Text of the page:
Categories, Featured, Journeys in Education, Mental Health and Wellness
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Mental Incarceration

I was sitting in on my first year of medical school’s orientation, zoned out on my phone refreshing Twitter. The school’s wellness coordinator was giving a spiel about mental health and how often many medical students fail to recognize the state of their own. It was around 3:00, and already, I was tired from all the activities going on that day. Lecture after lecture, different people came to speak about the different aspects of the school we would face and the resources and people we should go to if we ever had any questions or concerns about any troubles encountered. My mind kept wandering, “What am I gonna wear tomorrow for my first day of school? Who am I gonna sit by at the cafe? Are college parties really all what they are hyped up to be?” I snapped back to reality as my classmate asked a question about our school’s health clinic. Shyly, he gazed around the packed room and stared back at each set of anxious students’ eyes. He took his time and moved his eyes back down to his feet as they dangled in front of him. Everyone could sense he was either going to say something really personal or something that might embarrass him. He cleared his throat, “How many medical students usually experience depression or anxiety?” A temporary silence fell over the room, as it took the coordinator a minute to digest the heaviness of his question. She stood tall, with curly hair on a podium pointing to a pie chart stating, “Around 30% of medical students experience symptoms of depres…”,  I zoned out again.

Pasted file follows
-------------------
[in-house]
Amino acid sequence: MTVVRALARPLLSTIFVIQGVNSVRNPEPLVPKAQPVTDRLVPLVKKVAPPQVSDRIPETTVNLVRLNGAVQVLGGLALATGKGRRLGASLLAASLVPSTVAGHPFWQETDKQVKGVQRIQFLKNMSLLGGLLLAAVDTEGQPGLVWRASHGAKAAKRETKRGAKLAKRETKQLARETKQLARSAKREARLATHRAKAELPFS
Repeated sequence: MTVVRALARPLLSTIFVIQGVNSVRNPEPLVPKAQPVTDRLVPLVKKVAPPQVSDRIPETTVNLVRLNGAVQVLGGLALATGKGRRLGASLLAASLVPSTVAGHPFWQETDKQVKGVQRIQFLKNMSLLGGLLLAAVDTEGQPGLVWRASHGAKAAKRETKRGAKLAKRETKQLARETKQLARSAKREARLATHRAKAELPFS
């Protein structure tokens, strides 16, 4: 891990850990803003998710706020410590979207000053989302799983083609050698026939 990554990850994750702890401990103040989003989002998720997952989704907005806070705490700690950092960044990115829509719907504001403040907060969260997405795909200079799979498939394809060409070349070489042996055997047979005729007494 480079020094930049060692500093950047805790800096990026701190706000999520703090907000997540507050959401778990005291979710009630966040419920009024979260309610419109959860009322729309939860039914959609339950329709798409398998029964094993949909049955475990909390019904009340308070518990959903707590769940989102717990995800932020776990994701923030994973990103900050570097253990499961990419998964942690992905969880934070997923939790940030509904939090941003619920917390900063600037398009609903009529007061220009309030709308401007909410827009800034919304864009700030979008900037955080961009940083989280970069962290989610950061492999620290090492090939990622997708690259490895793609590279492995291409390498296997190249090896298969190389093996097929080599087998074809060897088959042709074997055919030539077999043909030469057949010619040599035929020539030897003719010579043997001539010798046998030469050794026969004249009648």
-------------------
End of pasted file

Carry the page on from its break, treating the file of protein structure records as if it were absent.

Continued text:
My first two years of medical school were great. I met some amazing friends and explored the new city.  For the most part, med school was a breeze with a side of the occasional breakdowns mixed with a sprinkle of moments of incompetence; Other than that, I was good and did not have any complaints. During the times I went back home, I was excited to catch up with my family and friends and tell them about all the new things I was experiencing. Slowly, I had realized that medical school was more than just academics, partying and drama; medical school is a time of self discovery and fulfillment of one’s purpose.

But something changed. At that time, I could not quite figure out what it was. Was the world rotating slower? Was I going through seasonal mood swings? Was I slowly becoming jaded by all the pressure from school and studying, that I forgot who I was? I spent much of my time trying to put my finger on why I felt so out of place. It felt like an out of body experience not being  able to articulate what I was going through and made me frustrated because not only could I not talk about it, but I could not also pinpoint what happened. 

Fall came around, which meant another semester spent in the library with just me, my books and my thoughts. Every morning, I would spend about ten minutes looking in the mirror trying to navigate my feelings and why I felt so off. A couple months had passed, so I felt like I should have been able to figure it out. Still nothing. I went to class, talked to my friends to catch up and stressed about our upcoming exam; then, I went back to the library. Me. My books. My thoughts. This cycle went on for a while until I stopped showing up to class. My friends used to text me reminding me that that class was starting, but it became such a habit for me to ignore the text message. And so, the notifications gradually decreased in frequency.

Hours would turn into days, long nights would turn into weeks and the weeks dragged on into months. The ten minute gaze in the mirror quickly turned into mornings wiping away tears from the night before as I stayed up unable to sleep. Turning my car key in the ignition, my mind would immediately be flushed with all the things I had to do for the day, compiled with the things I had to do from yesterday because I could not get myself to complete the tasks. When I arrived at the school, I would take one look at the PowerPoint I needed to have already gone over and just be overwhelmed with having to go through it and not being able to catch up. 

It was no longer just me, my books and my thoughts in the library. My crippling anxiety had decided to accompany us as well.